UCLA Drowns Cal's Title Hopes

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INDIANAPOLIS - After all the trouble it took to get the Cal flag out to the Collegiate Water Polo Championships in Indianapolis, Bears mic-man Chad Smith did not get a chance to wave it proud and high in the Natatorium at the conclusion of the championship game.

In fact, the flag didn't even get to make an appearance at the NCAA finale.

Instead, the Bears women's water polo team found itself playing in the third-place game against Stanford yesterday, after a defeat to eventual champion UCLA (which blew out USC, 11-4, in the championship game) in Saturday's semifinal matchup.

For the second year in a row, No. 3 Cal (28-7, 8-1 in the Mountain Pacific Sports Federation) wrapped up the season in fourth place after suffering its first consecutive losses of the year - falling to the Cardinal, 8-5, and the Bruins, 5-3.

For a team that had been ranked No. 1 up until last month, these losses were tough to swallow.

"It was sort of anticlimactic, but it was that way for both (Stanford and Cal)," Bears coach Peter Asch said. "When you're pointing your whole year for the National Championships and you lose the semifinal game, it's very, very difficult to get back into the game."

But at least the Cardinal, who came in the top-seeded team in the tournament, finished its season on a winning note. After losing the first three games of the season to Cal, Stanford ended up taking the last three - the ones that actually counted.

While the Bears lost the game by three goals, the final score wasn't indicative of how close the match actually was. Cal had a chance to tie the game with less than two minutes to go, and after pulling off a two-goal comeback against the Card at the NCAA Regionals two weeks ago, it seemed like another miracle was in store for the Bears.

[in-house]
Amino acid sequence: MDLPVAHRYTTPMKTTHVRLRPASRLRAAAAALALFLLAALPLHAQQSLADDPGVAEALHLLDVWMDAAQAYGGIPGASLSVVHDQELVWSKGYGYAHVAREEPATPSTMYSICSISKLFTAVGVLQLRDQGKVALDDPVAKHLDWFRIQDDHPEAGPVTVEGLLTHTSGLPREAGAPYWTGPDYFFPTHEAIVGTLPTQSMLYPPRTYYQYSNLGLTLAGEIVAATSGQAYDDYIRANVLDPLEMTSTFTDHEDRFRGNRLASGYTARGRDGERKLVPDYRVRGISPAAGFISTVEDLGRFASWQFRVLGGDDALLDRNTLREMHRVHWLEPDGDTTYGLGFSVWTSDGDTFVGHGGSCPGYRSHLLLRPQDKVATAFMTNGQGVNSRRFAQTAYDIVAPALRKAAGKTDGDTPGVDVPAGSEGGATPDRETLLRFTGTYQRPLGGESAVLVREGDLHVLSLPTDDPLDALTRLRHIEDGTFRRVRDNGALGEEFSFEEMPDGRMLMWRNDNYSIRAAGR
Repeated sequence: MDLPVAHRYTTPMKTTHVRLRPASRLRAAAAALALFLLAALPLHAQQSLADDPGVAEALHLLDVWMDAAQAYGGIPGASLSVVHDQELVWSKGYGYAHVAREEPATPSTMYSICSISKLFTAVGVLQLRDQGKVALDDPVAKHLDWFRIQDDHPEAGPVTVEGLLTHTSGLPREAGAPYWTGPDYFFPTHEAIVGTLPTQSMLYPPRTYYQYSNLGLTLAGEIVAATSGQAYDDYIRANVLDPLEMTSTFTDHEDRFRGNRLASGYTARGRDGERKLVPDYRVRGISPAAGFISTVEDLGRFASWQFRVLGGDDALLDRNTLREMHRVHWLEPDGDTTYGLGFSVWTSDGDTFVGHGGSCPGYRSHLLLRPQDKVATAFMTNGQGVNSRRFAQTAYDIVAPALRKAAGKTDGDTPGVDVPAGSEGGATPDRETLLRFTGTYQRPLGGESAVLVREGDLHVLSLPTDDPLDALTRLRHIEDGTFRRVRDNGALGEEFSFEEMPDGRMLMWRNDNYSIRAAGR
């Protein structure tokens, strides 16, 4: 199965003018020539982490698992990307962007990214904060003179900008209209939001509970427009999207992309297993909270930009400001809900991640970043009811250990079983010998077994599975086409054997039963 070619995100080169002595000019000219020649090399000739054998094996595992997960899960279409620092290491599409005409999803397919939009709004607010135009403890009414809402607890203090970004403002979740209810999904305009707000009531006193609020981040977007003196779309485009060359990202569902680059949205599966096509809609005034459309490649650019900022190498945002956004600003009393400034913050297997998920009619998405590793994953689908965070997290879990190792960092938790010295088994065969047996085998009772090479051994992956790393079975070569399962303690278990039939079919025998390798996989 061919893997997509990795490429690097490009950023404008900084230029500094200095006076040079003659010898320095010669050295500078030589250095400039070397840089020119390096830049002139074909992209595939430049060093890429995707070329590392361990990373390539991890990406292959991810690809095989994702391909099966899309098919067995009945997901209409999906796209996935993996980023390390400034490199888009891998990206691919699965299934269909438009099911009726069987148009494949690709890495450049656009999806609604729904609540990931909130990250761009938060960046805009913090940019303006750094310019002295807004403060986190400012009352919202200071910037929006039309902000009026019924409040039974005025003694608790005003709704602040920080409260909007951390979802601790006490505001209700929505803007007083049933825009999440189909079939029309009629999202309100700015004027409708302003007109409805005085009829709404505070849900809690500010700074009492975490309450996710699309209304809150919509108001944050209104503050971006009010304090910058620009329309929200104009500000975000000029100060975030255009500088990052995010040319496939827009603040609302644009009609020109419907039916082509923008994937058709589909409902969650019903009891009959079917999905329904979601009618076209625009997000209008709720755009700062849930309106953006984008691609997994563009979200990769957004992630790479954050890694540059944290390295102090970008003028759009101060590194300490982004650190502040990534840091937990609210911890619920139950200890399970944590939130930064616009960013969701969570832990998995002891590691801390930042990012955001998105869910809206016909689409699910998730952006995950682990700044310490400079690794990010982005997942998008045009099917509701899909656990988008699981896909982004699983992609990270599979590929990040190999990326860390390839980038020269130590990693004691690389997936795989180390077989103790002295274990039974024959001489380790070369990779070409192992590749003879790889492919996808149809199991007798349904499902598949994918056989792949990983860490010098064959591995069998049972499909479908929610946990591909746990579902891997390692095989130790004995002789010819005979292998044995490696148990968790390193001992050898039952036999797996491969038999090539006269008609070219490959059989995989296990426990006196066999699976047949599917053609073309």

Senior driver Colette Glinkowkski - who was named to the tournament's second team - pulled Cal within a goal of Stanford, after scoring on a penalty shot with just three minutes remaining. But before the Bears could tie the score at six, the Cardinal's Julie Gardner - who won the regional title for Stanford with her overtime goal - scored just a minute later to seal Cal's fate.

But even this defeat at the hands of the arch rival Cardinal wasn't half as disappointing as the semifinal loss to No. 2 UCLA.

"I'm extremely proud of the girls," Asch said after the game." We played extremely well, enough to win and enough to be in the championship game. The extra man situation was totally disproportionate from the reality of the game."

The Bears came out strong, dominating against a team that had held them winless all season long. Cal jumped out to an early 2-0 lead on goals by driver Brenna Fleener and two-meter player Julia Cesnik, and had multiple other scoring chances.

But the officials soon began to leave their thumbprints on the match with some questionable call against the Bears. The Bruins scored only one even-strength goal - which came right after Cal killed off a 6-on-4.

But Bears goalie Fana Fuqua, who along with teammate Beth Irwin was named to the tournament's first team, kept Cal in the game. Until UCLA was given a penalty shot with just three minutes to go.

"I think that call should have been a regular foul," Glinkowski said. "It wasn't just one or two calls that were bad refereeing calls, but pretty much like the entire game was horrible. I've never, ever been part of a game where the refereeing honestly controlled the game."

Calls such as this may explain why players were still in tears thirty minutes after the semifinal matchup had ended and could not be consoled by the numerous parents who had come out to support their daughters.

After starting off the tournament at the top of their game - breezing by the University of Indiana, 12-4, and handing San Diego State a 7-2 loss - it seemed like this might finally be the year for the Bears to capture the national crown.

But, once again, Cal will have to wait another year, and its four seniors will be leaving the team without the title that has eluded them throughout their collegiate careers.

Even with the disappointment of the losses, Glinkowski looked at the entire season and her years with the Bears in a positive light.

"In two weeks, no one's gonna remember who got first, second, or third," the senior said. "But in two weeks I'll remember how many friends I have gained. I'll remember that forever - that, and how much fun I've had on the team."


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